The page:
Last week the 2012 Mac mini was released. The upgraded processor, memory speed, and USB 3 ports are great upgrades, but we feel the most important upgrade was that the Mac mini Server now including two 1TB hard drives. The Server model also includes Server.app and a quad-core i7 CPU. Attaching a 1TB USB3 drive to a standard model will serve the same purpose (we have these drives in stock). Note: there is a $10/month charge for external drives.
RAID has not been a great option since OS X 10.7 Lion. Using a mirrored RAID removes the restore partiton feature. Also if the RAID status is not being monitored it is possible to loose both drives and loose data.
There are two theories for backing up you mini and luckily the 1TB drive allows you to use both.
1. Regular Incremental Backups
This method allows for data recovery of specific revisions as well as rebuilding from scratch after a drive failure. There is downtime for diagnosing a failing drive and replacing it. This may be an hour or two, but can be longer depending on the circumstances.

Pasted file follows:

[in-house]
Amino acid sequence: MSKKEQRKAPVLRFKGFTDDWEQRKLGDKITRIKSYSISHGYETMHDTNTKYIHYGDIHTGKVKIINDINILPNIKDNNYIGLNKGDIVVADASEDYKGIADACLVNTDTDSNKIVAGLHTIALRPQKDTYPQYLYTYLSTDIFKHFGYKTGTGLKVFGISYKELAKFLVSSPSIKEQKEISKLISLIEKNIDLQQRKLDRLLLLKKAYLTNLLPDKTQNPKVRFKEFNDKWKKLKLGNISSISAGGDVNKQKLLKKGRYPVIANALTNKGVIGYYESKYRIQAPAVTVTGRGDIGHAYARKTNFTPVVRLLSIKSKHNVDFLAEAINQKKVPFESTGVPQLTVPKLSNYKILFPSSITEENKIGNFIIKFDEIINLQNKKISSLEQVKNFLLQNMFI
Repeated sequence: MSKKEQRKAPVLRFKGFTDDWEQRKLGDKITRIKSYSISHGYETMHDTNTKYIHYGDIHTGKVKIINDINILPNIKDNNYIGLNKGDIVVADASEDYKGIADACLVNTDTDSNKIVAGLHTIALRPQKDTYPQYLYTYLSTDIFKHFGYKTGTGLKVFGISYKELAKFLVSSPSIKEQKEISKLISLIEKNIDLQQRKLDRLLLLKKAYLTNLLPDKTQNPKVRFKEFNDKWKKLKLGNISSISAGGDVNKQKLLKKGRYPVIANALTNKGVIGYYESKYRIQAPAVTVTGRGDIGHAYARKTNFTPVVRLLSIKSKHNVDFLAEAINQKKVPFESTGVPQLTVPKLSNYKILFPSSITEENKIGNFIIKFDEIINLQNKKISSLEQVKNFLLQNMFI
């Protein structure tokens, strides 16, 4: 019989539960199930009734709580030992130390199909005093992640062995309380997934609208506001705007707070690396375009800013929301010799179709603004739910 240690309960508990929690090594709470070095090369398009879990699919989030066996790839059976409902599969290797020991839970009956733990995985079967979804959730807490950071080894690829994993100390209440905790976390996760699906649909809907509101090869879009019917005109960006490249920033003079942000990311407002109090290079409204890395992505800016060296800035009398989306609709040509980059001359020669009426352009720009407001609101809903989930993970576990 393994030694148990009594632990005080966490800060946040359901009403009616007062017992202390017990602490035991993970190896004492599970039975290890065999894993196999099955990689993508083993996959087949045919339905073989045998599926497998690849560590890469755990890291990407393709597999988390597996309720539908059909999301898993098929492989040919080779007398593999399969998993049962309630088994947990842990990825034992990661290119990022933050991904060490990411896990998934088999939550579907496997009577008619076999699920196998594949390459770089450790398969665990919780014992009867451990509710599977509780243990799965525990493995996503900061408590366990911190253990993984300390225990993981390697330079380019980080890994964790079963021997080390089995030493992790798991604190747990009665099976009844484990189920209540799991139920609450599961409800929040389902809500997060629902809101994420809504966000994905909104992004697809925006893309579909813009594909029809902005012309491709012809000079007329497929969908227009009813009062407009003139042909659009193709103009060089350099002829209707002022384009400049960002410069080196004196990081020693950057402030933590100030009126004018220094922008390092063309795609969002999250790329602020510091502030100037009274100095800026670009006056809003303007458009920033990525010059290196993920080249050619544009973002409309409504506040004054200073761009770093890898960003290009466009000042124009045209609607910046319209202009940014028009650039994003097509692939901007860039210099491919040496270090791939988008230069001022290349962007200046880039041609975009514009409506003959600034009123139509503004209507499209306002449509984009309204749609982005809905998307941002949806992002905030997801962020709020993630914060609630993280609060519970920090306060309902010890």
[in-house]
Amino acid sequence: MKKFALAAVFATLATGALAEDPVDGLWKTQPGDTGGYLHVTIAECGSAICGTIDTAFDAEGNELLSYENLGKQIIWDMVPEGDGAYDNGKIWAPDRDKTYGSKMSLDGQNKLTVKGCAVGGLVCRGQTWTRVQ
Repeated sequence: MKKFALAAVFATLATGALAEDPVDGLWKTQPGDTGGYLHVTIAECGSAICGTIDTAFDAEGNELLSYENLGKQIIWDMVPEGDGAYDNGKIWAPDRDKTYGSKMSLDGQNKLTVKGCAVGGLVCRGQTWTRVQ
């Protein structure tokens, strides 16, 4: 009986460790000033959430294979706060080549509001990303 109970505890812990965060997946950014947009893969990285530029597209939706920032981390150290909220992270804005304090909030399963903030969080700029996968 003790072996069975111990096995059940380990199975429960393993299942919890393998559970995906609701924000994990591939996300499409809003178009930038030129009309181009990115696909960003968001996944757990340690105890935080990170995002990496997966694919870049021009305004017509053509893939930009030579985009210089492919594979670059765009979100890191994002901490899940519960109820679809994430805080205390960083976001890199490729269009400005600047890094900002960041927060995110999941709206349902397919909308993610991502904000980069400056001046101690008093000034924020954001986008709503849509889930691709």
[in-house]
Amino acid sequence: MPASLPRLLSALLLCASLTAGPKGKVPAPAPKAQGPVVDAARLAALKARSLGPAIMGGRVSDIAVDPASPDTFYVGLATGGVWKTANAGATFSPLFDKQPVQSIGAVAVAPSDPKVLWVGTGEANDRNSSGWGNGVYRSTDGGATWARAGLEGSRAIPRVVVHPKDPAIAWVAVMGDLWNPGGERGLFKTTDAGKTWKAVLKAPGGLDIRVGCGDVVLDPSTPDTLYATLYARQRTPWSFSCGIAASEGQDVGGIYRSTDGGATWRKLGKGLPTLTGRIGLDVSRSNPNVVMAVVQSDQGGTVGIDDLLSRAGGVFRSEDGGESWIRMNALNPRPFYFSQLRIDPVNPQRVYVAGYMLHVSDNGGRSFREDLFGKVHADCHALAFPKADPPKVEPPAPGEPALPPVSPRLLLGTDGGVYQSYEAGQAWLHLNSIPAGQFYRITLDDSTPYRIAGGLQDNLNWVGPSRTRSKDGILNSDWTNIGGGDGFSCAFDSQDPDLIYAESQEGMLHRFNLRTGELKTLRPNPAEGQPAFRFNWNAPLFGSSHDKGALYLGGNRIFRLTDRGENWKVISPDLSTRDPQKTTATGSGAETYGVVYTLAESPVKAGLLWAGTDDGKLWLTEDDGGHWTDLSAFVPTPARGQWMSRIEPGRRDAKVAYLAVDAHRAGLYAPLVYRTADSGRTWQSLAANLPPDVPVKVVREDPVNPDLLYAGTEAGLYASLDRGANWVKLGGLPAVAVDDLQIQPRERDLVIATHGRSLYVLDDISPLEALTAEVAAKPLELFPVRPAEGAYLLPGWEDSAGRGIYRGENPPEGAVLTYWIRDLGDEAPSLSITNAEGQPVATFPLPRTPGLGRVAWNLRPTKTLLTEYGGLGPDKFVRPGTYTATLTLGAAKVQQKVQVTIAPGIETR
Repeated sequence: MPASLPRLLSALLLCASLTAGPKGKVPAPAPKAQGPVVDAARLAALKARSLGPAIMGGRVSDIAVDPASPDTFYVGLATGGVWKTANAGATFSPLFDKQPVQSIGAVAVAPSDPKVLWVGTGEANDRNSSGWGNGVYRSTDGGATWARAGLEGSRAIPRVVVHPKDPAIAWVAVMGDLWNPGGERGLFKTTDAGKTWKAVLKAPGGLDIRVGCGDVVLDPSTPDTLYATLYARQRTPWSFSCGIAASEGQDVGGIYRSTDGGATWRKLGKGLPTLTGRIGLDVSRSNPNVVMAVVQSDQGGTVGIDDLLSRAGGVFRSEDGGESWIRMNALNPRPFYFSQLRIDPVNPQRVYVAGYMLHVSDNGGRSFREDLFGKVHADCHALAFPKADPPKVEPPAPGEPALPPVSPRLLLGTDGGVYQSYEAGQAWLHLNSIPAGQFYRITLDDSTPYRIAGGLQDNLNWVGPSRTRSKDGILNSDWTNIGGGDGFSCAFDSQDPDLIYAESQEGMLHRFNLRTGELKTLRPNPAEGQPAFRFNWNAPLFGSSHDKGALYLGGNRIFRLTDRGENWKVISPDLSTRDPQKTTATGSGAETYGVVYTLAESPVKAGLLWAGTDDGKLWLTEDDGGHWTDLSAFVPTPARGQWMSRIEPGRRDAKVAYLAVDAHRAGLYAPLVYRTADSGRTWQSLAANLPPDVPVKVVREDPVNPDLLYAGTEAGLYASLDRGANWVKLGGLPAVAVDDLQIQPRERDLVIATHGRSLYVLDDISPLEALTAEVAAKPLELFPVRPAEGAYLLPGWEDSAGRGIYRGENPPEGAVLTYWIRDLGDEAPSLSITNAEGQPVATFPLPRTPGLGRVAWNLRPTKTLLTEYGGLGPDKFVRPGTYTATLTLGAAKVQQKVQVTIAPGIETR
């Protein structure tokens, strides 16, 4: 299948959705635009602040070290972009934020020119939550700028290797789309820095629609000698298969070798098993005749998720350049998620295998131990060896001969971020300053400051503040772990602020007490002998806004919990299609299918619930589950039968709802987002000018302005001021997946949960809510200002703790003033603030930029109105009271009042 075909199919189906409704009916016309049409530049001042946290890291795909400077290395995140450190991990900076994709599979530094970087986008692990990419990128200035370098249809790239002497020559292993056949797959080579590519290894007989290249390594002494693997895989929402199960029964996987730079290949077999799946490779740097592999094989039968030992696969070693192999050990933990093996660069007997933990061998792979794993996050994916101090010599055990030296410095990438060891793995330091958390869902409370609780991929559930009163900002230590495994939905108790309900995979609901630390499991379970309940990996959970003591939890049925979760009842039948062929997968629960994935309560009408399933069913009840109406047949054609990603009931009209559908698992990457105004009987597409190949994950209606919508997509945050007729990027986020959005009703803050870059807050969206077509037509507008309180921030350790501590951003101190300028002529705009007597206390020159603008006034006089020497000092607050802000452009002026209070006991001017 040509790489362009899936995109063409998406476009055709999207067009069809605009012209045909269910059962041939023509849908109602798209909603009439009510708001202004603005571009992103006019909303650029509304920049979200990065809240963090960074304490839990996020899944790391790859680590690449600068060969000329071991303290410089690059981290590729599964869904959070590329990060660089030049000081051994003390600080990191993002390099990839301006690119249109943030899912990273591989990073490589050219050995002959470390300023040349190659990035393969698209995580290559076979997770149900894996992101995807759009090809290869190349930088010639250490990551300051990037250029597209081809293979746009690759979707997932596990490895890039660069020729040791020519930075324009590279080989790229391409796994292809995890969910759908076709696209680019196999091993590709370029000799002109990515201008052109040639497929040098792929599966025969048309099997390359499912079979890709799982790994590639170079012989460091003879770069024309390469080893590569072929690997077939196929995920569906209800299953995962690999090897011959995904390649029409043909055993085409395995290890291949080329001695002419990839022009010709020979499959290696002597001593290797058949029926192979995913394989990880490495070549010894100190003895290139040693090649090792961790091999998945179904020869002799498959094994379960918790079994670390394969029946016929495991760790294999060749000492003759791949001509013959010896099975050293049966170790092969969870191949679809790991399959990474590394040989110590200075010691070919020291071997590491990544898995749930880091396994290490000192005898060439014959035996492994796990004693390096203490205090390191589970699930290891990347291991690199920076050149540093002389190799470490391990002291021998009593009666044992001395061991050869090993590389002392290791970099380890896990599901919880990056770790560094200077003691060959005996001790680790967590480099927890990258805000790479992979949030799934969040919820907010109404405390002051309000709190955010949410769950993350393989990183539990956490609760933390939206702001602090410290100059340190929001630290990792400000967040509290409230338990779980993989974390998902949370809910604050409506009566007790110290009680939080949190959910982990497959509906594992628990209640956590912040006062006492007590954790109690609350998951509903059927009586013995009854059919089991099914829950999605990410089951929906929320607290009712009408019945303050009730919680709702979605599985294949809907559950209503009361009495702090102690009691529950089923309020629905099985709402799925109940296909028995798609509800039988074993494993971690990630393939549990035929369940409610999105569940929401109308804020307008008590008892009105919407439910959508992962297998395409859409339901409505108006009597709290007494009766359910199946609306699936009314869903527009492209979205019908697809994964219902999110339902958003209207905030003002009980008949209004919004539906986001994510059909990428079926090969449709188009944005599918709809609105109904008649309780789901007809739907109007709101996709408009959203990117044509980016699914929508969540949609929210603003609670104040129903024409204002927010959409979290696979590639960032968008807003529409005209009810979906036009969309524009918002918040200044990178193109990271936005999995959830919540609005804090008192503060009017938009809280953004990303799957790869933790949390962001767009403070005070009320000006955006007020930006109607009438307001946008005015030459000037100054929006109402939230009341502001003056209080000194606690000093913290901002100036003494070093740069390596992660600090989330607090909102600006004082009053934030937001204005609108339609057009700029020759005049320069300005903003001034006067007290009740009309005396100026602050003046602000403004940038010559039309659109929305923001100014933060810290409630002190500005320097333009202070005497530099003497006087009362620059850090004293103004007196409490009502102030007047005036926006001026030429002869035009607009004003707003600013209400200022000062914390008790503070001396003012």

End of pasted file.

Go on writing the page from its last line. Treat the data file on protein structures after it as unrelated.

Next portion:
2. Daily or Weekly Clone
This method allows for less downtime. If a drive has failed and the Mac mini is rebooted, the machine will boot from the next drive it finds with a bootable OS. The downsides is that data is lost between the last clone and the failure. Corrupt data that is cloned over is also corrupt, there are no previous versions that are recoverable.
How to configure your backups.
We recommend taking the secondary 1TB drive and formatting it into two 500GB partitions. Make sure the drive has a GUID Partition Table partition map scheme (under options in the partitioning tab of Disk Utility). Format both partitions as Mac OS Extended (Journaled). Enable Time Machine (Method 1) and set it to back up to one of the partitions. For the clone option (Method 2) download and purchase SuperDuper! to run scheduled clone jobs.
1. Use a SD card to backup special files
2. User Dropbox or ARQ/S3 to backup special files